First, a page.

Questions And Answers About Recent Changes To Wisconsin’s Open Records Law

by Attorney Nicholas E. Fairweather
Cullen Weston Pines & Bach LLP

As discussed in the Wisconsin Police Journal’s July 2003 issue, the Wisconsin Legislature this past year attempted to “fix” some of the uncertainty surrounding the State’s open records law, Wisconsin Statutes, section 19.31, et seq. This article highlights some important sections of the new law.

You should already know that, as a public employee, you have certain rights regarding records that your employer maintains which contain information about you. The Wisconsin Supreme Court has issued several decisions attempting to clarify your rights when someone requests that your employer release those records. The most famous (or infamous) decision is Woznicki v. Erickson, 202 Wis. 2d 178 (1996), which, among other things, established a procedure for challenging a public employer’s decisions to release records about a public employee. 2003 Wisconsin Act 47, enacted on August 11, 2003, and effective on August 25, 2003, limits the Court’s Woznicki decision. As always, you should start by contacting your WPPA business agent if you have any questions about how this new law impacts your employment rights under your collective bargaining agreement. It may be necessary for your representative to consult with legal counsel in order to obtain a complete answer to your questions.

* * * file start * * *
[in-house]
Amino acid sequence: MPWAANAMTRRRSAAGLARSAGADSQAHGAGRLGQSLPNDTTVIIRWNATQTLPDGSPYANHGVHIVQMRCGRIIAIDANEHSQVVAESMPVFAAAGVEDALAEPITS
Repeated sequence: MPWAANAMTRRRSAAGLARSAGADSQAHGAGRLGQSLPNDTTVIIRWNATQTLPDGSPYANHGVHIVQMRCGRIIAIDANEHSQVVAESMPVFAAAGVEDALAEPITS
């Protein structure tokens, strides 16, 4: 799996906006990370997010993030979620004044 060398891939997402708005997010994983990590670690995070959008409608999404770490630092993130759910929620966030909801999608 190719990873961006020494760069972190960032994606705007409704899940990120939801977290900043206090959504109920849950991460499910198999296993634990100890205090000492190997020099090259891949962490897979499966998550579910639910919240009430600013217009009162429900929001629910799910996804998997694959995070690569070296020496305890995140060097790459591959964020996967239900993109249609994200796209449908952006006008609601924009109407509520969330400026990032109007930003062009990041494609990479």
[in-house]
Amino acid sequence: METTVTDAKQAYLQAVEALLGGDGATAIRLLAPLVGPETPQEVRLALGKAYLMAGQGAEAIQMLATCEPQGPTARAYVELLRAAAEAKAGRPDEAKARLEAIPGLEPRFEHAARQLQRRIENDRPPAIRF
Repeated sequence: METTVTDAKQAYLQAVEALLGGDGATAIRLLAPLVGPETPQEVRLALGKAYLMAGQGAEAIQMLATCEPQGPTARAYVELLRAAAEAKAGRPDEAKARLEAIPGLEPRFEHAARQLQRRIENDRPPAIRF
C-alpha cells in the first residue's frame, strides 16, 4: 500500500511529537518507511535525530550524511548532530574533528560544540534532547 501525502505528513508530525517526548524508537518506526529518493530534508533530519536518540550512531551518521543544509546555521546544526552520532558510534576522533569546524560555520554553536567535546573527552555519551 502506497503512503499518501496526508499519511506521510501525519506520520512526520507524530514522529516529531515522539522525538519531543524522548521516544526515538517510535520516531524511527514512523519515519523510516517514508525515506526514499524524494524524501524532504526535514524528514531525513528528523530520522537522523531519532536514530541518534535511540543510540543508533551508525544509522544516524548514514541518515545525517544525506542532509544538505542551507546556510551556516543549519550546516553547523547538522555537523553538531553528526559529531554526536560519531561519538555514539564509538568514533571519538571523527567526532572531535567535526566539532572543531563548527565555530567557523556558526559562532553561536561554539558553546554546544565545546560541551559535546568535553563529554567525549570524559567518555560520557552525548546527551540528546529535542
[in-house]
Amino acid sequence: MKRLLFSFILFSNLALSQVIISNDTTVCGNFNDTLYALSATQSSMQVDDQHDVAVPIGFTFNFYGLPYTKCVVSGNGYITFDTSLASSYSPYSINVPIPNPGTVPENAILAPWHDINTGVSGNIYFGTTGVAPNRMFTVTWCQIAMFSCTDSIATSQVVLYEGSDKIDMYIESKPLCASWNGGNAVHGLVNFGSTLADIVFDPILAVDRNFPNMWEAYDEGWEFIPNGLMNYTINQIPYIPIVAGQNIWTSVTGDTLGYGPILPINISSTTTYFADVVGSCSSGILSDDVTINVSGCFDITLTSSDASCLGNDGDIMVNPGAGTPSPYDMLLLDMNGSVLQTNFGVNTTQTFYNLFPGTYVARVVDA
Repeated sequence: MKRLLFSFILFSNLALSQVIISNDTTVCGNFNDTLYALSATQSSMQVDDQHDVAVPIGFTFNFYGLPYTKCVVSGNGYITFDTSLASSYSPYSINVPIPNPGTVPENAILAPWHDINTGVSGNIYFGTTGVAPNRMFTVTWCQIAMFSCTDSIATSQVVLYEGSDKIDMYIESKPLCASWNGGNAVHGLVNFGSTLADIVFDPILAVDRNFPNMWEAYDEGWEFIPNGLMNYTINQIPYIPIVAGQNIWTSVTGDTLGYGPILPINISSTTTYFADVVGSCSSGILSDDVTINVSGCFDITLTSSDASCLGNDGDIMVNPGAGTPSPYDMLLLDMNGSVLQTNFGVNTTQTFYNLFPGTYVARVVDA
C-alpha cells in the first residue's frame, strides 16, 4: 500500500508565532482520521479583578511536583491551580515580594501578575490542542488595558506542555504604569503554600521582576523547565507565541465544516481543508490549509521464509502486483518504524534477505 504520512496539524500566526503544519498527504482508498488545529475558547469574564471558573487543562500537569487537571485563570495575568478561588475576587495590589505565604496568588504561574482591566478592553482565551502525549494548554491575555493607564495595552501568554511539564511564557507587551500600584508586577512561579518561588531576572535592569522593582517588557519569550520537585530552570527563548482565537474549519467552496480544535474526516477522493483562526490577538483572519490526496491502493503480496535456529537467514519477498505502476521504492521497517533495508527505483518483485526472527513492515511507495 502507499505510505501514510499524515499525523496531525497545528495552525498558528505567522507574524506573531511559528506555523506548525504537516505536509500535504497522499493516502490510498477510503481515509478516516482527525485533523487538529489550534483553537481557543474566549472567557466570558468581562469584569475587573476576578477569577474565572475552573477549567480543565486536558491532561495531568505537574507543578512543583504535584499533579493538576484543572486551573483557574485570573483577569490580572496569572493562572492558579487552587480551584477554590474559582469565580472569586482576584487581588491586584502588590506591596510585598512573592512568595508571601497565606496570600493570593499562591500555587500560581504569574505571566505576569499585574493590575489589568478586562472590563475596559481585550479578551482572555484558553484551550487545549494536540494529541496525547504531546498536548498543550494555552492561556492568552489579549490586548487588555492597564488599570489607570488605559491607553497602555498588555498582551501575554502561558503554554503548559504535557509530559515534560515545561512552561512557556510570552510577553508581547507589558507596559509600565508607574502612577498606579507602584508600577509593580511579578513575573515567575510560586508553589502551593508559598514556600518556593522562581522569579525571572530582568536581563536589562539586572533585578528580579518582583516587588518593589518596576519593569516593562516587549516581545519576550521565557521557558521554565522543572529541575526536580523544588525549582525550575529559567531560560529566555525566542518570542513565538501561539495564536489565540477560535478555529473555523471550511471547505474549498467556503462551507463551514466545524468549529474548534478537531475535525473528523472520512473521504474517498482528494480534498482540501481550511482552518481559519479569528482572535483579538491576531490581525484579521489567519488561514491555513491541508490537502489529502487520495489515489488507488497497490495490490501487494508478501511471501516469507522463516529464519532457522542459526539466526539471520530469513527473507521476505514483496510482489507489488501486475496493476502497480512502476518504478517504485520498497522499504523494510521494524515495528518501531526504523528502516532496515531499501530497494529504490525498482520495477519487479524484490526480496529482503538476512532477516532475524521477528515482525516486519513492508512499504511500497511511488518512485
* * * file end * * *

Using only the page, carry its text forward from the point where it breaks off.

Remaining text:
What records may never be released by a records custodian?

One part of the new law, Wis. Stat. section 19.36(a)-(d), specifies four groups of employee personnel records that a records custodian can never release other than to you, as the employee, or to your authorized representative, including your union. Those four groups are:

1.         Information prepared or provided by an employer concerning the home address, home email address, home telephone number, or social security number of an employee, unless the employee authorizes the authority to provide access to the information.

2.         Information relating to the current investigation of a possible criminal offense or possible misconduct connected with employment by an employee prior to the disposition of the investigation.

3.         Information pertaining to an employee’s employment examination, except an examination score if access to that score is not otherwise prohibited.

4.         Information related to one or more specific employees that is used by an authority or by the employer of the employees for staff management planning, including performance evaluations, judgments, or recommendations concerning future salary adjustments or other wage treatments, management bonus plans, promotions, job assignments, letters of reference, or other comments or ratings relating to employees.

 

Can I still challenge a decision to release records that contain information affecting my privacy?

Yes. You still have the right to challenge a record custodian’s decision to release records that involve you, but only in limited situations.

 

What decisions to release records can I challenge?

There are three types of records that give rise to an opportunity for you to challenge their release. Those records, listed in section 19.356(2) of the Wisconsin Statutes, are: